Things are happening out here at the Morven Summer Institute. Our two classes are only ten days but they cover an entire semester’s worth of work. So Day 3 means we’ve been in class for about a month in terms of a regular fall or spring semester. Though students do a LOT of work in these 10 days, it’s truly a wonderful feeling to come out after two short weeks with another 3 credits. And it’s certainly awesome to spend those 10 days out at Morven!

The Food and Nutrition class looks out over Morven.

Professor Lerdau’s Food and Nutrition class took advantage of Morven’s beautiful landscape this morning with a little adventure. They hiked through fields and forest on a journey to a corn field in order to examine bug life on plants. Students will use their observations of the corn field as a comparison to what they find in the Kitchen Garden. Here’s a true environmental science class for you! Morven has many faces and ‘research lab’ is clearly one of them.

Students examine corn for bug life.

For the Farmers’ Market class, the Charlottesville City Market will become students’ research lab this weekend. Today, they welcomed four special guests for afternoon presentations:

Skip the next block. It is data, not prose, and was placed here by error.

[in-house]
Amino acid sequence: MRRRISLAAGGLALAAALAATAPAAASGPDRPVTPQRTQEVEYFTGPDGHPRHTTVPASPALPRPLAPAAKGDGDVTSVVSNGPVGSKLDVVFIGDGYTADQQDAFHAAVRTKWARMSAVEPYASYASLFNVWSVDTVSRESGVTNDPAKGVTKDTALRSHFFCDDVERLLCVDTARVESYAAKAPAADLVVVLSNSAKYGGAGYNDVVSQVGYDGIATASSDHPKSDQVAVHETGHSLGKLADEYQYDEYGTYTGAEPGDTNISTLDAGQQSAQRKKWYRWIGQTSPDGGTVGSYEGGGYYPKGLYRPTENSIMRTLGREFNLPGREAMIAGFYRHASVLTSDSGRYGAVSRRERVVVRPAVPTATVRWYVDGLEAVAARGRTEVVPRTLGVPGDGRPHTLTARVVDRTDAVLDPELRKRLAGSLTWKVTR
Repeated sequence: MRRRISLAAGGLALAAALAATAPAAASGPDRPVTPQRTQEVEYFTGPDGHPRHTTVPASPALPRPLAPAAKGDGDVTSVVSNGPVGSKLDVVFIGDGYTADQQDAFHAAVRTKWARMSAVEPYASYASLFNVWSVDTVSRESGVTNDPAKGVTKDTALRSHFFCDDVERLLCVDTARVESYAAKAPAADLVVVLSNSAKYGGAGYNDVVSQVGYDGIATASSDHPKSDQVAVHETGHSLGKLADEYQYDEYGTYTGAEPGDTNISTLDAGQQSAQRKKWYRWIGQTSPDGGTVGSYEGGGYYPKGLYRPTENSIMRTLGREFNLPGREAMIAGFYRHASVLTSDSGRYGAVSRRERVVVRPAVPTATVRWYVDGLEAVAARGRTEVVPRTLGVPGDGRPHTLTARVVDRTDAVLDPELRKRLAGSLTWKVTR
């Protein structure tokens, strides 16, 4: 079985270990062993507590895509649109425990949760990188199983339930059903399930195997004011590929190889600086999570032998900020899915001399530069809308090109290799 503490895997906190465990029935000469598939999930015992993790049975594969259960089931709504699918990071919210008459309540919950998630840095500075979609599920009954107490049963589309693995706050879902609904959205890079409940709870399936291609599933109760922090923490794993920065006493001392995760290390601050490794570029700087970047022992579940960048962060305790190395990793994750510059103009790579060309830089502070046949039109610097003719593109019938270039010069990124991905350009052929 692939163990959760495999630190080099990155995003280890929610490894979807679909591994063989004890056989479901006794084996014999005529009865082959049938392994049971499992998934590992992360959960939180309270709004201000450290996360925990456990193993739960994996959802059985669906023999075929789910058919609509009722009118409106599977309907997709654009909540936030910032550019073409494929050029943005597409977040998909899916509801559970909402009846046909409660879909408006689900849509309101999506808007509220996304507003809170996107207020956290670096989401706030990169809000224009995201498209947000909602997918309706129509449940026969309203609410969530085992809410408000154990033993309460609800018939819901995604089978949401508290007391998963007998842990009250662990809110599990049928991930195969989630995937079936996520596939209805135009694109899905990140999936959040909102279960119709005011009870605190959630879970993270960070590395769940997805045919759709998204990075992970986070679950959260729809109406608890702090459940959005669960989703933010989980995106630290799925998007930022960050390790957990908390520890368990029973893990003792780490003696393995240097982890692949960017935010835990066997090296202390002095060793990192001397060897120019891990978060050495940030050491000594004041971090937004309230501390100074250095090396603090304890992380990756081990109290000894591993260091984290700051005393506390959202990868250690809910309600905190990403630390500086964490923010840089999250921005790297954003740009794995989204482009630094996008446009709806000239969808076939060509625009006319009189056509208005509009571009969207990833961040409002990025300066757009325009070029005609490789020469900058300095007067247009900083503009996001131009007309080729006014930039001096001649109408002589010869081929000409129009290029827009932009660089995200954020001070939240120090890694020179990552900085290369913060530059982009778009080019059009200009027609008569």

• Leanne DuBois of the Virginia Department of Agriculture and Consumer Services
  • Elizabeth Borst, the Spotsylvania Farmers Market Manager
  • Jeff Adams, owner of Walnut Hill Farm
  • Libbey Oliver, the Williamsburg Farmers Market Manager

The guest speakers talked about their work in the local food sector and the challenges that growing markets face. Professor Denckla Cobb and Professor Freedman have lined up even more guest speakers for the coming week so that students can hear directly from market participants and decide where to best focus their research.

Leanne DuBois of the Virginia Department of Agriculture and Consumer Services

Day 2: Mindfulness 2.0

Today we had another exploration in the practice of mindfulness. Marga Odahowski, Director of Studies at the International Residence College and faculty member at UVA, returned to Morven for Block B to lead a second mindful session with our new group of students. They learned simple breathing exercises and how to do a “full body check” to become more aware of each part of the body. The group also experienced mindful eating with the raisin exercise – slowly tasting and chewing a raisin to appreciate every aspect of a single morsel of nutritious food.

Photo Credit: Jessica Strang